There is no question that petitioner's heroic efforts saved many lives on the morning in question, and he is to be commended for his service in the protection of others.  There is also no question, however, that—based upon a review of petitioner's job description and testimony—petitioner was injured during the course of executing the very duties that he had been assigned to perform and in the context of responding to a risk that was both reasonably foreseeable and, more to the point, inherent in the execution of his regular duties.  The record evidence discloses that petitioner, as a court officer, was “responsible for the safety and well-being of all persons on the premises of the courthouse.”  In furtherance of maintaining such safety and well-being, petitioner's job duties and responsibilities included, among other things, providing security and assistance throughout the courthouse and assuming appropriate responsibilities in emergency situations, which can involve controlling, restraining or removing disruptive individuals.  Petitioner's job description required that he have knowledge of the use-of-force guidelines, facility lock-down and building evacuation procedures, the “[a]bility to handle conflict situations” and “procedures for handling emergency responses in situations such as fires, aided cases ․, bomb threats, hostage situations, crowd control, and hazardous materials.”  Petitioner was also required to have “[k]nowledge of rules and procedures for possession, control, use, registration, inspection and safeguarding of firearms.”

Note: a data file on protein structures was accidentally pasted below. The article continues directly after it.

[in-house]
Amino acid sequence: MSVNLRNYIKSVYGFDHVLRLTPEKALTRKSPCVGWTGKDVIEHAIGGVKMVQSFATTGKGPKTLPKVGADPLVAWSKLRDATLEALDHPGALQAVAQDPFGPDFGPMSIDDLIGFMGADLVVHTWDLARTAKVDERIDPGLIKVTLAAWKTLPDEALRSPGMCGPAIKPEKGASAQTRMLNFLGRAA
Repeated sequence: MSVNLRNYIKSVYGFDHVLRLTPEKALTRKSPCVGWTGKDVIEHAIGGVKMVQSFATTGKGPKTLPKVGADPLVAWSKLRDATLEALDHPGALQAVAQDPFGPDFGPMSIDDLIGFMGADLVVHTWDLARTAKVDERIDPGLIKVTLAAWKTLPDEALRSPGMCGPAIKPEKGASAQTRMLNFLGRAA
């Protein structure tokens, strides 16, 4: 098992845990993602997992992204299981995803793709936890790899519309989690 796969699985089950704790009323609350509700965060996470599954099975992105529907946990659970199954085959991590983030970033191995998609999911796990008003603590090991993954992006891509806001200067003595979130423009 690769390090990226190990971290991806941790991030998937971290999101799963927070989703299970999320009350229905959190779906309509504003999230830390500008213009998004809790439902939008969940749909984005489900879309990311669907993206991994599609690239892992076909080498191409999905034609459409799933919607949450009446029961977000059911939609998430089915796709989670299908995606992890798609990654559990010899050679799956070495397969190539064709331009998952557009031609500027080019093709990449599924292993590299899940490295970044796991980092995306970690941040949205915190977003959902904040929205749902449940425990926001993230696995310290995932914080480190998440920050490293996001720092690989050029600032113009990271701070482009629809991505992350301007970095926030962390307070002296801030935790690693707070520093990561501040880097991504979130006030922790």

While petitioner claims that he was not trained to address the specific attack forming the basis of his petition, he, as the dissent recognizes, received training on the use of his firearm and had knowledge of the circumstances in which he could discharge his firearm and resort to deadly force (see Matter of Beckley v. Nitido, 123 AD3d 1330, 1331 [2014] ).  Indeed, petitioner testified that court officers are required to carry loaded firearms in order “[t]o perform our duties, to protect ourselves and the public․  It's also a deterrent for someone.”  In view of the foregoing, we conclude that petitioner's actions in response to the assailant's shots were in furtherance of his responsibility to safeguard and protect the individuals in the courthouse and not inconsistent with his court officer duties, training and obligations.  Accordingly, the Comptroller's determination that petitioner's injury did not arise from an accident within the meaning of Retirement and Social Security Law § 605–a is supported by substantial evidence (see Matter of Kilbride v. New York State Comptroller, 95 AD3d 1496, 1496–1497 [2012], lv denied 19 NY3d 813 [2012];  Matter of Rykala v. New York State Comptroller, 92 AD3d at 1078;  Matter of Silver–Smith v New York State & Local Retirement Sys., 298 A.D.2d 696, 697 [2002] ).